SANTA BARBARA, Calif. — His shooting on New Year's Day more than a decade ago provided the nation an early look at the Black Lives Matter movement to come.

Now the case of Oscar Grant, 22 and unarmed when he was fatally shot by a Bay Area Rapid Transit officer in 2009, might get another day in court.

Alameda County District Attorney Nancy O’Malley announced Monday that her office would reopen the Grant case at a time when Oakland, where the shooting occurred, and much of the country is engaged in an angry argument about the policing of minority communities.

O’Malley, who has enjoyed strong support from law enforcement in her election campaigns, did not outline in her statement the direction that the new investigation would take. The BART officer who pulled the trigger, Johannes Mehserle, was convicted of involuntary manslaughter in 2010 and served less than a year in prison.

But Grant’s family for years has called for other BART officers to be held accountable for his killing, which still serves as a raw, unsettled moment in Oakland’s recent history. They asked again for justice as recently as Monday, before O’Malley officially reopened the case.

One officer who was fired but was never charged after the incident was Anthony Pirone, who was shown in video presented in court pulling Grant off the train with such force that some riders protested. Pirone also knelt on Grant’s neck, according to a cellphone video recording of the incident, and shouted racist profanity at him during the struggle.

Grant’s family has called for Pirone to be charged in the past and recently compared Grant’s death to that of George Floyd, the unarmed Black man who in May was filmed as a police officer knelt on his neck on a Minneapolis street corner, killing him.

On Monday, the Rev. Wanda Johnson, Grant’s mother, said that “Oscar was denied full justice.” She spoke at Oakland’s Fruitvale Station, where Grant was killed and which was the name of the award-winning 2013 film based on the event.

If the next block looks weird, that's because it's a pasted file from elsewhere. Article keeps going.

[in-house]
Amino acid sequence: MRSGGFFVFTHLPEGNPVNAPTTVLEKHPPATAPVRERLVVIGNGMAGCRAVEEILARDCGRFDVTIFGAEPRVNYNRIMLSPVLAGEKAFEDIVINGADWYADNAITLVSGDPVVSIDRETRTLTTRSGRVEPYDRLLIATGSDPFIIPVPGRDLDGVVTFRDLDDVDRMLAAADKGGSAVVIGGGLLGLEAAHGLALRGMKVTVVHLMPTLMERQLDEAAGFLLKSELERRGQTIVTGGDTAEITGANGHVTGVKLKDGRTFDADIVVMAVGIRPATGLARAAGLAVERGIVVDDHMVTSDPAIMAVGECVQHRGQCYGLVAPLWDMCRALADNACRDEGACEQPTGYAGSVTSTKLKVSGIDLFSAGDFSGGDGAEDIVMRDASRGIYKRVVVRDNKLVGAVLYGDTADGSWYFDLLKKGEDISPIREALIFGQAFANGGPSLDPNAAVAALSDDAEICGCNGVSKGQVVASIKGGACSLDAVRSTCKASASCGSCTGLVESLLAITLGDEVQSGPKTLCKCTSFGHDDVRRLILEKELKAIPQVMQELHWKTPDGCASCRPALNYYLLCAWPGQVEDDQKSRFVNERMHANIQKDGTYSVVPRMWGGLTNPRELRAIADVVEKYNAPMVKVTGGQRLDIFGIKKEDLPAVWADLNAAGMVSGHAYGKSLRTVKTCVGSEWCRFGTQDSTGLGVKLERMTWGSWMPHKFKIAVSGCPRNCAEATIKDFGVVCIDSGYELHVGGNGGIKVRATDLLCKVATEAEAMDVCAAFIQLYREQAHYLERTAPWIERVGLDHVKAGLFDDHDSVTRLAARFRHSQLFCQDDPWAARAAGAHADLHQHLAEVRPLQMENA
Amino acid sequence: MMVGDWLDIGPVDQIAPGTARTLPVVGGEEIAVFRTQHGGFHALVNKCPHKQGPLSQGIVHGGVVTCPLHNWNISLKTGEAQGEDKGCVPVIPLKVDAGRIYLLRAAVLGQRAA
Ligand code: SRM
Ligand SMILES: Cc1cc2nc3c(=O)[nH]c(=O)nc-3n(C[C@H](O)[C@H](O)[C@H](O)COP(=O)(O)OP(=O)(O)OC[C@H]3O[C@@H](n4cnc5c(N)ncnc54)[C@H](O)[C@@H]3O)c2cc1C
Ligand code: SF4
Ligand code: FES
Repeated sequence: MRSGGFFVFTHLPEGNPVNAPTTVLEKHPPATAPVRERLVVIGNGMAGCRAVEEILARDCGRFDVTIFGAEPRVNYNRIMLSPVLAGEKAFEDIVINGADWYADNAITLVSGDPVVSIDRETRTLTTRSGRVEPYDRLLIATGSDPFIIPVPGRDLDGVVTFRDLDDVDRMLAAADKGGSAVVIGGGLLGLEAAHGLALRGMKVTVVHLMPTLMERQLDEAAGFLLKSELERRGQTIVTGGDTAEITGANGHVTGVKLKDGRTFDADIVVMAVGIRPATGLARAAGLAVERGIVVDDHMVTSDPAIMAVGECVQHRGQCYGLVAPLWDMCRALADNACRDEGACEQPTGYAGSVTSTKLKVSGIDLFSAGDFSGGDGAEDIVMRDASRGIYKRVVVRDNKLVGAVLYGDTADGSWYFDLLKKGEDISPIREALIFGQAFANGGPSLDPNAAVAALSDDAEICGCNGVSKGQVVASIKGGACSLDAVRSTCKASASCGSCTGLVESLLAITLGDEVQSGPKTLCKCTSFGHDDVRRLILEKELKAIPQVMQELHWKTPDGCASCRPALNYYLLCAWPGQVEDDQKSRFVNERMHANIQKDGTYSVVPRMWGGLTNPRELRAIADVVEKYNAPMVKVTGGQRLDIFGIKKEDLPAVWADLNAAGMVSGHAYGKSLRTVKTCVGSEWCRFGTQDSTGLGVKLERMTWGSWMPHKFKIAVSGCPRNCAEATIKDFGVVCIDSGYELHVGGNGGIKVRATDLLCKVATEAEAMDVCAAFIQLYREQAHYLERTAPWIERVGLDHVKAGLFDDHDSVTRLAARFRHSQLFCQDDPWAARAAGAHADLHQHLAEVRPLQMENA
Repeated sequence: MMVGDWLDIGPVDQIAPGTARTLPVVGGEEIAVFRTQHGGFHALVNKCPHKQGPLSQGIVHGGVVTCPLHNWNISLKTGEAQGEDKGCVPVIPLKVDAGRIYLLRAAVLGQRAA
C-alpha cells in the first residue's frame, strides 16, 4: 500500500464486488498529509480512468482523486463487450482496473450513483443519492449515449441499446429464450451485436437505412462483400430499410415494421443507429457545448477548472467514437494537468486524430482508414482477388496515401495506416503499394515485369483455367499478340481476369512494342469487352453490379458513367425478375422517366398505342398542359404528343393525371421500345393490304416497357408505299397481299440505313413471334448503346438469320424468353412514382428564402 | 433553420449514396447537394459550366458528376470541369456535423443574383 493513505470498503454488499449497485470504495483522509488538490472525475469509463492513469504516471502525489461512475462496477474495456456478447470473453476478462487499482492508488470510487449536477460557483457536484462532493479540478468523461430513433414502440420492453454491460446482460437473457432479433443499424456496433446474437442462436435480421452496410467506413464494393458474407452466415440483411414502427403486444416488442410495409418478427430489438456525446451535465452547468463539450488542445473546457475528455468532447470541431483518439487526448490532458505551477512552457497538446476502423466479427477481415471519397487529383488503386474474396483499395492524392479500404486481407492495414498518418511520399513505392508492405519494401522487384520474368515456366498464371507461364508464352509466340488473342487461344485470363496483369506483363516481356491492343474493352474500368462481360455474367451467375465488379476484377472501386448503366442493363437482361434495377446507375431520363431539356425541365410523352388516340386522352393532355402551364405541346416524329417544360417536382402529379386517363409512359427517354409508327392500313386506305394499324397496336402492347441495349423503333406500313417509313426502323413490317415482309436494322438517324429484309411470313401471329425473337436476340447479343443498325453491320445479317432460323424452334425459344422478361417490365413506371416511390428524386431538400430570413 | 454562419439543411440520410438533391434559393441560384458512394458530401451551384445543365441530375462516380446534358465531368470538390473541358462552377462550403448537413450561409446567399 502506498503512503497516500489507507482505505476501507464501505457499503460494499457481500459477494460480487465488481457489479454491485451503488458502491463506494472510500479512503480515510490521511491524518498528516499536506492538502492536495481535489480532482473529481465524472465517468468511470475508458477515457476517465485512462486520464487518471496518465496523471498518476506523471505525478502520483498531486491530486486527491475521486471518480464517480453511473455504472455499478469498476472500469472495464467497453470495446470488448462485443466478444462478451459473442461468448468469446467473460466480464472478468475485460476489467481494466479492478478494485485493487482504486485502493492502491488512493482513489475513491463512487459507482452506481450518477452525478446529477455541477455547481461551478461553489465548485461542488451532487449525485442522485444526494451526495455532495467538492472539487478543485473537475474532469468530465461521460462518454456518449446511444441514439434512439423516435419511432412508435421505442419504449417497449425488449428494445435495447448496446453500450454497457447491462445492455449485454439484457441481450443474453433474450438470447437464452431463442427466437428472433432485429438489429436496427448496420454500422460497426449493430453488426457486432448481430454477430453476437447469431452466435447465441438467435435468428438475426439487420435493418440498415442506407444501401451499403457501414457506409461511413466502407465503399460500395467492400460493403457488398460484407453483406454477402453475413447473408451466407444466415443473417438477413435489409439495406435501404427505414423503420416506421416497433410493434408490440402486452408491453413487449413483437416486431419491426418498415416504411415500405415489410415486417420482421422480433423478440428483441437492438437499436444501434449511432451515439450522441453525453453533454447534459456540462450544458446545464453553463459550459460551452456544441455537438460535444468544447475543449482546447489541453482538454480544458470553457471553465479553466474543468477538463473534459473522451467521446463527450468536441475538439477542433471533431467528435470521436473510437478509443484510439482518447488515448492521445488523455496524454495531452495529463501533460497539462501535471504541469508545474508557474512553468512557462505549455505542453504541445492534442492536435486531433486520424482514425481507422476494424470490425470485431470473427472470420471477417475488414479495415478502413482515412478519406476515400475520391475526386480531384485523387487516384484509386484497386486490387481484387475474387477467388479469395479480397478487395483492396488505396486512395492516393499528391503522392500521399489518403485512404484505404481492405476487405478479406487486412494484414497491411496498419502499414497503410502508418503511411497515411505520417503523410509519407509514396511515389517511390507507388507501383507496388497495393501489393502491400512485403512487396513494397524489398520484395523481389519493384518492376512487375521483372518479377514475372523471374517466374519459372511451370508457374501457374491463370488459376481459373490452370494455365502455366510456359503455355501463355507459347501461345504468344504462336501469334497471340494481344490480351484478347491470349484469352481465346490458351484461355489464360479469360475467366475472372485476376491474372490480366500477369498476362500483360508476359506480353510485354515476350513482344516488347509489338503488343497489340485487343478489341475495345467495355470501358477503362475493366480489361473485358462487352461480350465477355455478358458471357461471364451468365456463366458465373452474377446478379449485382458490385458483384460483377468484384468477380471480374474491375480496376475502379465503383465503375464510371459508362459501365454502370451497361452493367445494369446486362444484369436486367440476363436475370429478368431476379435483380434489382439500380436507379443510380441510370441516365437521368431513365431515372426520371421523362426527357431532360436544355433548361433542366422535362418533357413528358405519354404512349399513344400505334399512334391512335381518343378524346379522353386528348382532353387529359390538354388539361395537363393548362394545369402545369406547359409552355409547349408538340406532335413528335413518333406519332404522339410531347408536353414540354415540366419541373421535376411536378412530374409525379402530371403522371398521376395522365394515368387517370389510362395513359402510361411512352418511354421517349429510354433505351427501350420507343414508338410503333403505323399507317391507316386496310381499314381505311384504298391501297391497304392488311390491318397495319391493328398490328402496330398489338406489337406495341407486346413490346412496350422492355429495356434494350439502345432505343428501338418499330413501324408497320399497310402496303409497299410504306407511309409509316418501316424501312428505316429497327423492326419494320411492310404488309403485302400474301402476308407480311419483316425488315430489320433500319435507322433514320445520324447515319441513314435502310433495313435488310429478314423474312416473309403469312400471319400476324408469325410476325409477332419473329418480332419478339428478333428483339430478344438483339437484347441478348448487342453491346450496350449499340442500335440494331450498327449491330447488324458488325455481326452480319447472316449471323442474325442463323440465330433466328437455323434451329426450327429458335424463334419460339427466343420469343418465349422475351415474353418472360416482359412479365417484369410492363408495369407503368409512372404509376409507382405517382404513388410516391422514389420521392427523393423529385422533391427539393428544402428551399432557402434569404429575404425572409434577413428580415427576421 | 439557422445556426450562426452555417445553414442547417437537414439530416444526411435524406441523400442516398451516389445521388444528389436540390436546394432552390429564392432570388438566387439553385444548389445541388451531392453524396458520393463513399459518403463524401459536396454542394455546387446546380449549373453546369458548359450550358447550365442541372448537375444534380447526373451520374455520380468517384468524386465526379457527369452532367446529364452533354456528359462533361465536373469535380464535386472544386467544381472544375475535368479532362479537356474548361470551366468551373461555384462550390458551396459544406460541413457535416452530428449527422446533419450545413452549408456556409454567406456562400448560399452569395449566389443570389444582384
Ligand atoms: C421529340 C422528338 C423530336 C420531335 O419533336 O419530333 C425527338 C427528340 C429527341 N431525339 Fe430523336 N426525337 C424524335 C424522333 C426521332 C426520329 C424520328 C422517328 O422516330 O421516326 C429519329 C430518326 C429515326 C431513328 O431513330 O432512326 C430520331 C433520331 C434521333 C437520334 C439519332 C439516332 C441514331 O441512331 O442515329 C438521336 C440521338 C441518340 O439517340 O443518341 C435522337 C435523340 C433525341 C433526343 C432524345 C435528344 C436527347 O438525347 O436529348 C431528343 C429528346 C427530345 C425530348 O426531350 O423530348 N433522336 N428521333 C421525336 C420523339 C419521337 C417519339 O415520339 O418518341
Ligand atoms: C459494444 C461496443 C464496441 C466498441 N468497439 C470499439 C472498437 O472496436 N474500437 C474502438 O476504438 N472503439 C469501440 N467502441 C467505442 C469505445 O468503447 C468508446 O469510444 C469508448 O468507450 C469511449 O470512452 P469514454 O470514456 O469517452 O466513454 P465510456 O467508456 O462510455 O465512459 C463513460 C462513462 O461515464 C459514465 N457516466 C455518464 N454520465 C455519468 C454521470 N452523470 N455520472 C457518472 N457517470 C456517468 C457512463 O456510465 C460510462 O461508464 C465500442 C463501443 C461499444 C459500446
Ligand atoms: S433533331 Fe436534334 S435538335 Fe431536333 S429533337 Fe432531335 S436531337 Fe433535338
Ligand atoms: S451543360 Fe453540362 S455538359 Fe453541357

Johnson repeated her call for Pirone to be charged, saying that he “escalated — instead of de-escalating the situation — and caused the loss of my son’s life.”

O’Malley, the district attorney, does not face reelection until 2022.

But the politics around police behavior have shifted nationwide since Floyd’s recent death, giving energy and evidence to those demanding changes in the way law enforcement agencies engage minority communities.

Grant’s name is one of many that have been painted on Oakland’s urban landscape during a summer of marches in support of change to the justice system, including calls to cut funds from the police department. Floyd’s name has joined Grant’s on those walls.

The Oakland City Council made a modest reduction to the police budget in the weeks following Floyd’s killing. But it stopped short of making a second round of cuts, angering many of the city’s civil rights activists, some of whom have been working on policing issues since Grant’s shooting.

O’Malley’s opponent in the 2018 election, Pamela Price, vowed to prosecute police officers involved in civilian shootings more aggressively. The issue of police behavior and funding is central in this year’s races for five of Oakland’s nine City Council seats, including one that represents the Fruitvale Station neighborhood.